Sharing Scripture for May 10 – 16
Language, Text, and Context
This is a tool for you to use if you lead a Sabbath School (SS) class or small group. It is keyed to the Bible texts used in the current week’s Adult SS Lesson and includes a brief story from current news you can use to introduce the discussion and then a series of discussion questions in a relational pattern designed to build fellowship and spiritual reflection.
For use: May 10 – 16
Texts: Deuteronomy 32:46, 47; 1 Kings 3:6; Numbers 6:24-26; Genesis 1:26, 27; Genesis 2:15-23; 15:1-5
“If you’re confused … you’re not alone.” That’s the beginning of an online article by Lauren Rosenblatt of the Pittsburgh Post-Gazette. Since the middle of March, the state of Pennsylvania has processed 70 percent of unemployment claims, but lots of people have yet to see a check pop into their bank account or mailbox. And they don’t know why.
“One of the major issues with the [unemployment] system both here and elsewhere is nothing is broken down in plain language, and if you’re unfamiliar with the system, you’re not going to know what any of that means,” said Julia Simon-Mishel, a supervising attorney for Philadelphia Legal Assistance, which helps Pennsylvania residents file for unemployment compensation. She explains the systems are a safety net, but that they “are really not set up to be as user-friendly as they need to be.”
That’s how some people feel about the Bible. Which is why we’re studying “Language, Text, and Context,” in this week’s Sabbath school lesson. We live in a time in which there are more translations of Scripture reaching more people in a variety of languages they can understand.
Even so, as we learn from Sunday’s lesson, translating Hebrew, Aramaic, and Greek words into English or any other language can be challenging.
For example, on Tuesday we discovered that Hebrew is a language that originally had no punctuation, so writers used other ways, like repetition, to communicate important points. Whether through a single word or a phrase, emphasis on a point can be made by repeating it three times.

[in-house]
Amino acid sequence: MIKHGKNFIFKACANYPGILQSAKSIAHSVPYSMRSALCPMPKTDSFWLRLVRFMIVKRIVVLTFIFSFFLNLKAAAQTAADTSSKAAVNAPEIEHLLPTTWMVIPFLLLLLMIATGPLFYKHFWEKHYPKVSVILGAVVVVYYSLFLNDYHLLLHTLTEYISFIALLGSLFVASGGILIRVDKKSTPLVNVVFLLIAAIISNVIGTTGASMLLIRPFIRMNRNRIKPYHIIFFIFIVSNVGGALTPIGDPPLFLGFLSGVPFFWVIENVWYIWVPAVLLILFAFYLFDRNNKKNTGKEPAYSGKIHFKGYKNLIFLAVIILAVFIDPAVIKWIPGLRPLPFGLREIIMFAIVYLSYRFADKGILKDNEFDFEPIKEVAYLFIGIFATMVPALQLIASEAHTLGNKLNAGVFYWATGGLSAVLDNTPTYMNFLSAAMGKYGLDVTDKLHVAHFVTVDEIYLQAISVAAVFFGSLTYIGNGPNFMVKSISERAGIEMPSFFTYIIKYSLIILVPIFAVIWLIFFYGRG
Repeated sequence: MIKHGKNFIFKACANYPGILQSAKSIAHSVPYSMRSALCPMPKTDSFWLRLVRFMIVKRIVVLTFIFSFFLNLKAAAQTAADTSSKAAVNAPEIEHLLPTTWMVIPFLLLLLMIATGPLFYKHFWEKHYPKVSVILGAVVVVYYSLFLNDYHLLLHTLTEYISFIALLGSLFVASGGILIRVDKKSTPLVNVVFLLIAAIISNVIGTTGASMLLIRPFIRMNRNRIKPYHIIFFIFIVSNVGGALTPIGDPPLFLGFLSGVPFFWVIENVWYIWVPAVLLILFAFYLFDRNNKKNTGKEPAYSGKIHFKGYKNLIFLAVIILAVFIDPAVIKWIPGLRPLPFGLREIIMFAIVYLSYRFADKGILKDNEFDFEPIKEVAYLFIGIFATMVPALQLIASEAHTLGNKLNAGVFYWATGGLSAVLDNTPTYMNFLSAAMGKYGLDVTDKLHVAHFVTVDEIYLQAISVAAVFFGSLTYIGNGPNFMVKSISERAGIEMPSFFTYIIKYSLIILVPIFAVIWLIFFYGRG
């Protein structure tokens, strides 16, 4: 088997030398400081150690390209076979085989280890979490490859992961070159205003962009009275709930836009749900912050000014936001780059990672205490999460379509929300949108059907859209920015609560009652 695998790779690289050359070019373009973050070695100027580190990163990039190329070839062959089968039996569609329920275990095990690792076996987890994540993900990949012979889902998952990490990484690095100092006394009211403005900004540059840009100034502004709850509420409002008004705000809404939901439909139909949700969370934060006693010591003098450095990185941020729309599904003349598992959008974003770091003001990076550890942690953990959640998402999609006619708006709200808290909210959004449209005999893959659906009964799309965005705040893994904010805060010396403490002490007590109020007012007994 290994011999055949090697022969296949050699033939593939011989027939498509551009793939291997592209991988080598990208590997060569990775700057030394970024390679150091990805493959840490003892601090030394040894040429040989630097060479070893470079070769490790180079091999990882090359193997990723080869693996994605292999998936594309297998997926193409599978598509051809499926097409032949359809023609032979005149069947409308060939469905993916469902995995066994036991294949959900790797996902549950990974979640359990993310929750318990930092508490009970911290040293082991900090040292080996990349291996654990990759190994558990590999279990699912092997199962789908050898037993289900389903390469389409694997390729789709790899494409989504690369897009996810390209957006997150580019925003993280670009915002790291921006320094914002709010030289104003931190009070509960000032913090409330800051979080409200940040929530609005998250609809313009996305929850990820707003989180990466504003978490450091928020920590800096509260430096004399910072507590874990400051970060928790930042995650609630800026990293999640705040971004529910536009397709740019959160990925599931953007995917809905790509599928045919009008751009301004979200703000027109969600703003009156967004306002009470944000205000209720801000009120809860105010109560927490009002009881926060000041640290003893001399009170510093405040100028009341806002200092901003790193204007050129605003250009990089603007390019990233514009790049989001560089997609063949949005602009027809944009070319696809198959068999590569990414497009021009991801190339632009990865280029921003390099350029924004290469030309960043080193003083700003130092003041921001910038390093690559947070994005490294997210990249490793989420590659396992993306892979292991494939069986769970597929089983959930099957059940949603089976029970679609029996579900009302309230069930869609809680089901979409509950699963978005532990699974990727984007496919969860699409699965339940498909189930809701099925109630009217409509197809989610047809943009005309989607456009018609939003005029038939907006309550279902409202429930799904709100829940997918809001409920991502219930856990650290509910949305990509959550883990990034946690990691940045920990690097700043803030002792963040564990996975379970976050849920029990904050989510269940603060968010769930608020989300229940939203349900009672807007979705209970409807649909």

Additionally, Bible verses, as Wednesday’s lesson explains, are set with a context. When we study what surrounds a given Bible verse, it adds clarity and definition to the message. And, as Thursday’s lesson points out, an entire Bible book provides a context and an overall message that sometimes can be lost when we try to single out a specific verse and “miss the forest for the trees.”
These are just some of the reasons why it’s important to study context and carefully look at other tools to open our minds to these deeper meanings.
The purpose of the Bible is to communicate how God has worked through history in Jesus to bring salvation to our world. If there are times you get confused, you’re not alone. Keep praying and studying, comparing Scripture with Scripture, carefully using other Bible study tools, and seeking insight from the Holy Spirit.
When it comes right down to it, you’ll learn that the most important messages of Scripture are given in plain language that everyone can understand.
Connecting: Which book of the Bible do you find easiest to understand? Which book of the Bible do you find most challenging to understand?
Sharing: What do you do when you come across a difficult Bible passage? How do you discover the true meaning of a Scripture verse when it is unclear to you?
- Ask my pastor to explain it
- Read the context around the Bible verse
- Use Bible study tools to dig deeper into its meaning (commentaries, concordances, Bible dictionaries, etc.)
- Acknowledge that there might be some difficult passages we may never fully understand until we get to heaven
Applying: Find a difficult Bible verse and then call up (or email/text/Skype/Zoom) another class member and, together, try to find the deeper meaning of the passage.
Valuing: Have you ever wished some Bible passages were spelled out in plain language? Pray with one other person in your group (using technology if necessary) and ask God to open your mind to more fully understand the Scriptures.
~ Curtis Rittenour